that come alive in the painting that was born from a dream. The artists of the
School of Painting of Poto-Poto managed to beautifully translate it into a unique
and lively painting. It now proudly hangs -almost as if it was a subliminal treaty
between those who feature therein, on the walls of its permanent resting home,
the National Museum of Cameroon, itself a building that results from the travails
Brazza, Makoko, Chariots...
The painting is the sum of the contributions from individual human beings from
diverse cultural backgrounds. The painting, its making, its donation and its deep
meaning ends up unifying dreams and fates from different horizons, in a way
that is subtle, positive and aesthetically universal. Here, unity is no longer an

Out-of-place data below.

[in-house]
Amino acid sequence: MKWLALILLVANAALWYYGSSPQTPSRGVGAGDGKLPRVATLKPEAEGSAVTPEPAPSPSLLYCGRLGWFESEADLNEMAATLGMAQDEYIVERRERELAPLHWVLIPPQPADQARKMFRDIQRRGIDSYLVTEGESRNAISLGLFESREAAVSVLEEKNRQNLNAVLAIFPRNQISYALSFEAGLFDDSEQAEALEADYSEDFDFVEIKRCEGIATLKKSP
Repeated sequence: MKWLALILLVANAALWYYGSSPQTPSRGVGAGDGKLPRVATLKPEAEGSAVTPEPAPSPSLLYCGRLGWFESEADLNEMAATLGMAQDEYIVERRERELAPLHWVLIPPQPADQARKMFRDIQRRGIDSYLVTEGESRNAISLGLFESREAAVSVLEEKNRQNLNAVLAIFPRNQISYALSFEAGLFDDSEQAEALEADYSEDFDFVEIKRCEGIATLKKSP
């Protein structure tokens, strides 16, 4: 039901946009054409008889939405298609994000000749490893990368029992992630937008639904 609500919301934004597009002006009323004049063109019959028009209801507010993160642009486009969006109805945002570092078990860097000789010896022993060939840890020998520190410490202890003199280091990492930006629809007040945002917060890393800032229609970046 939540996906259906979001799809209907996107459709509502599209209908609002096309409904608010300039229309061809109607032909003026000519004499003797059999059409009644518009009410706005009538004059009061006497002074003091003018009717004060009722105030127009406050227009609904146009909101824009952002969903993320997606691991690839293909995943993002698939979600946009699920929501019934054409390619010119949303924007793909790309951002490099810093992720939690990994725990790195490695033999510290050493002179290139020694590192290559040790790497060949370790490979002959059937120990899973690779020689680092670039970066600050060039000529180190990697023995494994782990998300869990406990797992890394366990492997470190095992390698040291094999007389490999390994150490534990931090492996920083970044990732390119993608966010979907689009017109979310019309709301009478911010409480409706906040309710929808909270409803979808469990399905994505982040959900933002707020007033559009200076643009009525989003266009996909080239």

elusive goal. It is the very discourse that transcends the warm colors, creative
and spiritual shapes in the magnificent painting.
The painting also tells us that Makoko Iloo may well have seen in Savorgnan de
Brazza, much more than a white explorer. Brazza must have been appreciated
first and foremost as a human being, the humanist he were, a brother maybe.
The same could be said of the Italian. He must have seen something great in
Makoko Iloo, something greater than an African king, probably a honest,
dignified human being. The explorer's entourage that included Ballay, Chavannes,
and Attilio Pecile witnessed and lived through a truly unique historic experience.
Their first take on the event was not to underline the geo-strategic losses or gains.
Jacques de Brazza, the explorer's younger brother, who was present, narrated
the scene: "The place was crowded. The reception was held in the royal
precinct, tents were set up for shade, but there were too many people, so with
their rifles mouth down and open butts, Mpoco N’taba men propped brass forks
atop large red wool carpets shaped like a roof. That’s where I enjoyed one of